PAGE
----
PAS 1192-5: 2015 

Specification for security-minded building information modelling, digital built environments and smart asset management

Even on fairly mundane projects our building information models have the potential to include sensitive or valuable information. With that in mind PAS 1192-5 sets out the requirements for the security minded management of the information model. There is a security triage process set out in the PAS to help determine the level security required for the project. This extends to any situation where digital asset information is created, stored, processed and viewed. PAS 1192-5 is therefore potentially relevant to any organisation working with BIM.

PAS 1192-5: 2015

BS 8536-1: 2015 

Briefing for design and construction. Code of practice for facilities management

This BS captures the opportunity for intelligent briefing by bringing soft landings and post occupancy evaluation into the building information modelling process. BS 8536-1 includes recommendations for briefing that involve the operations team from inception and incorporates the principles of government soft landings (GSL). The standard will apply to all new buildings and major refurbishment projects that are required to achieve BIM level 2.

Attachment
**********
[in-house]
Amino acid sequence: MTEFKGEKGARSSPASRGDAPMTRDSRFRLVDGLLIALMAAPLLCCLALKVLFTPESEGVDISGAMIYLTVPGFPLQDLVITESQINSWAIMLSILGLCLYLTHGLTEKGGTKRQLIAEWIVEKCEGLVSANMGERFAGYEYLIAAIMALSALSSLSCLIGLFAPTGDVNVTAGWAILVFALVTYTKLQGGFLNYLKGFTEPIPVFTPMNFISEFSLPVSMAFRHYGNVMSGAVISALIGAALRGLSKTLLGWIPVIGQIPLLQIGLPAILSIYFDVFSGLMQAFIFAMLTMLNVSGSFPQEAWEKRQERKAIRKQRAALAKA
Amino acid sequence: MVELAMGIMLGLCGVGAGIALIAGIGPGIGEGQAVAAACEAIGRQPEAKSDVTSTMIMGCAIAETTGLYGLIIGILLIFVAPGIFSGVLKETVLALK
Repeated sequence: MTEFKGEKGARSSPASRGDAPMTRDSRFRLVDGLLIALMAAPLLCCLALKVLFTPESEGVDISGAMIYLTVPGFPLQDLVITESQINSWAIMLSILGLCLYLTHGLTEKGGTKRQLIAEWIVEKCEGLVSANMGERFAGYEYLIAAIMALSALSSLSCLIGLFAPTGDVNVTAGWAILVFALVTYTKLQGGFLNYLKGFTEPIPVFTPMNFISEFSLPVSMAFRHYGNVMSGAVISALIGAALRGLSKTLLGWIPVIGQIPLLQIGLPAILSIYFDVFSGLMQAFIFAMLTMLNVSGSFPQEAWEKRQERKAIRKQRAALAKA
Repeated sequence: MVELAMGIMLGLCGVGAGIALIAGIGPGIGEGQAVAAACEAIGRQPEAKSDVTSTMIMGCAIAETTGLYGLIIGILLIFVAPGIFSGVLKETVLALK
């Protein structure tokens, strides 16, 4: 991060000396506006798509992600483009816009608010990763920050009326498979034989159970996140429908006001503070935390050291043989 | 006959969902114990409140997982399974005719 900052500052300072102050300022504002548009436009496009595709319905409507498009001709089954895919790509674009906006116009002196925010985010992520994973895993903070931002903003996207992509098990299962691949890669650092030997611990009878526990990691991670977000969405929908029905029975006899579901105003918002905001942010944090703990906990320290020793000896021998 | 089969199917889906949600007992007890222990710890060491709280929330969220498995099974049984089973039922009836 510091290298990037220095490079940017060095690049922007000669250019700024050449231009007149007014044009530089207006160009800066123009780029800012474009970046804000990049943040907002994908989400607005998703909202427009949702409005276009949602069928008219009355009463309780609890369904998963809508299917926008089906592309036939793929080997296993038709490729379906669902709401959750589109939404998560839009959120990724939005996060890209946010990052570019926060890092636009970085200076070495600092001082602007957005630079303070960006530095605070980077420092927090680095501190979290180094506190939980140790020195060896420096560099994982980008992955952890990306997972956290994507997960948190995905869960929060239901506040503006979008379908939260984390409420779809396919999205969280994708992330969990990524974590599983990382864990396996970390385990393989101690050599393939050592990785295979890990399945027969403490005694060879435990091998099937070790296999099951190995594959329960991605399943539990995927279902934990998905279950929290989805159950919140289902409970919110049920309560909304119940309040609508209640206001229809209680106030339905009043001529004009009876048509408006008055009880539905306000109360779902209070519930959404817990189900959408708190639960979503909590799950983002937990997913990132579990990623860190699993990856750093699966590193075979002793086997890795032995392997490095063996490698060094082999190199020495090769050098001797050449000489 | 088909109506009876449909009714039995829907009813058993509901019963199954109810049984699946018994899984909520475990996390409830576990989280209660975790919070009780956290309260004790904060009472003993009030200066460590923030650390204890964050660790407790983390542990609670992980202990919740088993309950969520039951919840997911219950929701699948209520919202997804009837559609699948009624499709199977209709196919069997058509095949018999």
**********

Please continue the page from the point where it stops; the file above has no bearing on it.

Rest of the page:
BS 8536-1: 2015

CIC BIM Protocol

The Protocol has been drafted for use on all common construction contracts and supports BIM working at Level 2. The Protocol identifies the Building Information Models that are required to be produced by members of the Project Team and defines the specific obligations, liabilities and importantly the limitations on the use of the models.

CIC BIM Protocol